His son’s eyes shone and then twitched over to the bookshelf in the corner. “What about your books, Dad? Did they have those, too?”
“Yes, son. Those, too.”
“Did Mom like your books, Dad?”
Sammy hadn’t asked that one before. The question gave Arthur pause. “No, not really. She -well! That’s a different story!”
This elicited a giggle and more rocking. Sammy even turned a lopsided somersault into his pillow.
Arthur wagged his finger in a pretended sternness. “All right. One day, I heard the bell on the door that meant someone had come in…”
There had been more light that day, enough that the younger Arthur could not see who entered the store. He raised a hand against the brightness and squinted at a diminutive shadow. The door closed, the bell sang, the shadow resolved to a timid, tiny young woman. Encircled by light and interrupted space, Arthur was smitten.
“I saw a very small, very beautiful woman. She came up to the desk and slid a paper on the glass -too shy to ask me for the name of the book she’d written on it.”
His son’s eyes -her eyes- were round in his small, attentive face.
“It was a book on poetry. ‘For school,’ she whispered. She wouldn’t look up, but I saw her look at me when I was searching through our book about books. …We didn’t have computers then, you see. We had a book that we wrote all the books in -well, we typed them on papers, then…”
Now, Arthur managed a shadow of a chuckle. “I came around the desk. She seemed surprised when I stood; later, she said she hadn’t realized we were so close to the same size.”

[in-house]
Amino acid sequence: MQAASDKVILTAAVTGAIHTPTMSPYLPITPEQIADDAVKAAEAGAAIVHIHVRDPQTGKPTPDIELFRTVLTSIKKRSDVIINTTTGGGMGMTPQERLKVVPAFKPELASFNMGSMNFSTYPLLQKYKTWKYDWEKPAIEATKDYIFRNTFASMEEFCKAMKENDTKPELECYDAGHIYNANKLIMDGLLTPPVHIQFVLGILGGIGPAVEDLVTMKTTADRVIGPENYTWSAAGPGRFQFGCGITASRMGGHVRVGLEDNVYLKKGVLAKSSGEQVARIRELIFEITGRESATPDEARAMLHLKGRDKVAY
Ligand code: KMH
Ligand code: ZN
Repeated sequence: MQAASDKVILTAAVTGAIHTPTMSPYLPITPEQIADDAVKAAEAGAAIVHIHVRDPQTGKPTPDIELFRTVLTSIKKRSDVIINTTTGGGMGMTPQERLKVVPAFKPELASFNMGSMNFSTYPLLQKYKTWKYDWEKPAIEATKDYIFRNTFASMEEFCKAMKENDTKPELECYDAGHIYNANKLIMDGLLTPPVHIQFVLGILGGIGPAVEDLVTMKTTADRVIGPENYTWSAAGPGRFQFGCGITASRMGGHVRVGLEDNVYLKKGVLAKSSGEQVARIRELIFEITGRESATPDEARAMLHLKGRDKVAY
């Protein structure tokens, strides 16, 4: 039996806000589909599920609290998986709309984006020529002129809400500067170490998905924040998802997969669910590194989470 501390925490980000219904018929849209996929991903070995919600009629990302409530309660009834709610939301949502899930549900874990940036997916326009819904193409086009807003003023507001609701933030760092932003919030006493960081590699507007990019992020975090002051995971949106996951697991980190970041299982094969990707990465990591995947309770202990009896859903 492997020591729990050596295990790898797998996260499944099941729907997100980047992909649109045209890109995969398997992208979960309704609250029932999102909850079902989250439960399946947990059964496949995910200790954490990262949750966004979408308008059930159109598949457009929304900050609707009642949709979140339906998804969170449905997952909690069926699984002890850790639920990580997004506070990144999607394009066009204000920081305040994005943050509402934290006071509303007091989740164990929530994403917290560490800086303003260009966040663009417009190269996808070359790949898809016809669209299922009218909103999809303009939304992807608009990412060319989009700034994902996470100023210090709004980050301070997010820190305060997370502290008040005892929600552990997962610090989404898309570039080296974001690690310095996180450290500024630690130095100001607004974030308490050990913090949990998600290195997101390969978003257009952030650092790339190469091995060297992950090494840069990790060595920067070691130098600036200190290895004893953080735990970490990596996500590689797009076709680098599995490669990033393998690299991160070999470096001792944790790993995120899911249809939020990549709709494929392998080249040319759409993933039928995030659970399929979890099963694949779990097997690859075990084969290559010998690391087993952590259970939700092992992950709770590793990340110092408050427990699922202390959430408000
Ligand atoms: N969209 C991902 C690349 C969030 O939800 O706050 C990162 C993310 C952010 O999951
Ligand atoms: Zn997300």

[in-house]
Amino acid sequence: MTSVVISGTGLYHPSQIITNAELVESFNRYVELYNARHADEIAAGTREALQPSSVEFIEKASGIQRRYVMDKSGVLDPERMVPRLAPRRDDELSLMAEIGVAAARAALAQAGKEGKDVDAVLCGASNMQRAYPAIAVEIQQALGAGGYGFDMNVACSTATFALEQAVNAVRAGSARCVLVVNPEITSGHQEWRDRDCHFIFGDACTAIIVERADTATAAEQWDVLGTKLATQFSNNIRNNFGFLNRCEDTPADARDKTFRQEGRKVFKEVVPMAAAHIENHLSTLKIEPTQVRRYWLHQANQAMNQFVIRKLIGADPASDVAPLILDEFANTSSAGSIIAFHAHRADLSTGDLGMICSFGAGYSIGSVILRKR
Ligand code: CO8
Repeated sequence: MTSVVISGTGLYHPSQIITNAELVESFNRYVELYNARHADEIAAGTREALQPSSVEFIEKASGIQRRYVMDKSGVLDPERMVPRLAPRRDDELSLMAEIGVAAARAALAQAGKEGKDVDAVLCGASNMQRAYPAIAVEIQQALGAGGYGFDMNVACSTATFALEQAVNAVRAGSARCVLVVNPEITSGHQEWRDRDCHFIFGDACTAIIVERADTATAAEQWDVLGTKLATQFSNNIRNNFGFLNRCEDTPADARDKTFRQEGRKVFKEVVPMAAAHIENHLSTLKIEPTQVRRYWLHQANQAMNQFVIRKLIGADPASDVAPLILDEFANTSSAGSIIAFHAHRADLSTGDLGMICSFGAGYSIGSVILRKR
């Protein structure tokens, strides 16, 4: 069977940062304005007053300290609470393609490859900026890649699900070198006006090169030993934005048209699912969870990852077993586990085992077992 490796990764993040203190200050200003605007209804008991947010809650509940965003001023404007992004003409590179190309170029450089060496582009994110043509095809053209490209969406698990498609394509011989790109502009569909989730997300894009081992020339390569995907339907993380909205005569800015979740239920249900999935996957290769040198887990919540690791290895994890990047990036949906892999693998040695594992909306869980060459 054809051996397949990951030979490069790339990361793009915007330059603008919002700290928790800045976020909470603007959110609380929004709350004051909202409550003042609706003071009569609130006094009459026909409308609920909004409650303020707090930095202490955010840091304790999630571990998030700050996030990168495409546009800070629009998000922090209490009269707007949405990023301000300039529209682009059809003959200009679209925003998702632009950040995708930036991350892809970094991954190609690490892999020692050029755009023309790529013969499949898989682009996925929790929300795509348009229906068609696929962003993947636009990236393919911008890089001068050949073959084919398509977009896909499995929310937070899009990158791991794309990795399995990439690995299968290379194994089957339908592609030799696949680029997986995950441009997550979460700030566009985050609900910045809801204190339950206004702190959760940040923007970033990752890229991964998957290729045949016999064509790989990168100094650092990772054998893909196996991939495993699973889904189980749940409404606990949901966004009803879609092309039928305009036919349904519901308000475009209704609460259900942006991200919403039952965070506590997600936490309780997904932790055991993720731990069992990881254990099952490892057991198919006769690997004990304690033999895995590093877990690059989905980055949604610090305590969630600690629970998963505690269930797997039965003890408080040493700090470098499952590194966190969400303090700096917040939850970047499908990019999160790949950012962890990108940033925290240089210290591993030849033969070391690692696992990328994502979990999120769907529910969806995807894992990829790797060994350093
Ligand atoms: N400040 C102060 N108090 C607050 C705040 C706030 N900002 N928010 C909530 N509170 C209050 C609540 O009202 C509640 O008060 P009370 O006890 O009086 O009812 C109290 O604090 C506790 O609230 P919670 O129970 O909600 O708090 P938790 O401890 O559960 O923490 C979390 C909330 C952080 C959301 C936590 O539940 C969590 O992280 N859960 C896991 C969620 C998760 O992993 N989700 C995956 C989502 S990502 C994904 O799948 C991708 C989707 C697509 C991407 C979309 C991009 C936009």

Something inside fluttered at being nearer to her, he remembered. Her smile set it off again. The feeling was unlike any he’d felt in his lonely, empty life; one spent with one relative or another handing him off till he could move out and raise himself. Whether she smiled, or not, her very existence shook his. Next to her, he could be anyone or do anything.
“But, Daddy! When did you know?”
Arthur’s eyes refocused to the bedroom of the apartment he and Sammy shared, just the two of them. “I …walked with the gir- woman, over to our poetry section. I found what she needed. Walt Whitman. Leaves of Grass. She took it from my hand, and our fingers touched.”
It had felt electric, a touch of divinity that opened an eternity of thought and feeling for this tiny, timid woman before him.
“And that, Sammy, was when I knew I loved your Mommy.” Arthur smiled. For an instant, it reached his eyes.
His son somersaulted again. “So, then you asked her to marry you?”
Arthur blushed. “Yes.”
The laughter from his son sounded so much like her startled laughter, from all those years before. At first she’d been shocked, of course, then she’d laughed. How much it sounded like the door bell, he’d thought. He had also thought to hide in a pile of The Rise and Fall of the Greeks and Romans.
“All right, Sammy. Time for bed.” Arthur stood and pushed the chair beneath his work desk. He’d be revisiting it in the morning while Sammy slept in.
Sammy snuck a few more twists and wiggles in before allowing his dad to lift the covers and shoo him beneath them. “‘Night, Dad.” He rolled his head up to see the framed photograph on the desk. “‘Night, Mom.”
“Good night, Sam.” Arthur went to the door and stood. Good night, Catherine, he thought to her picture, and turned out the light.
©2021 Chel Owens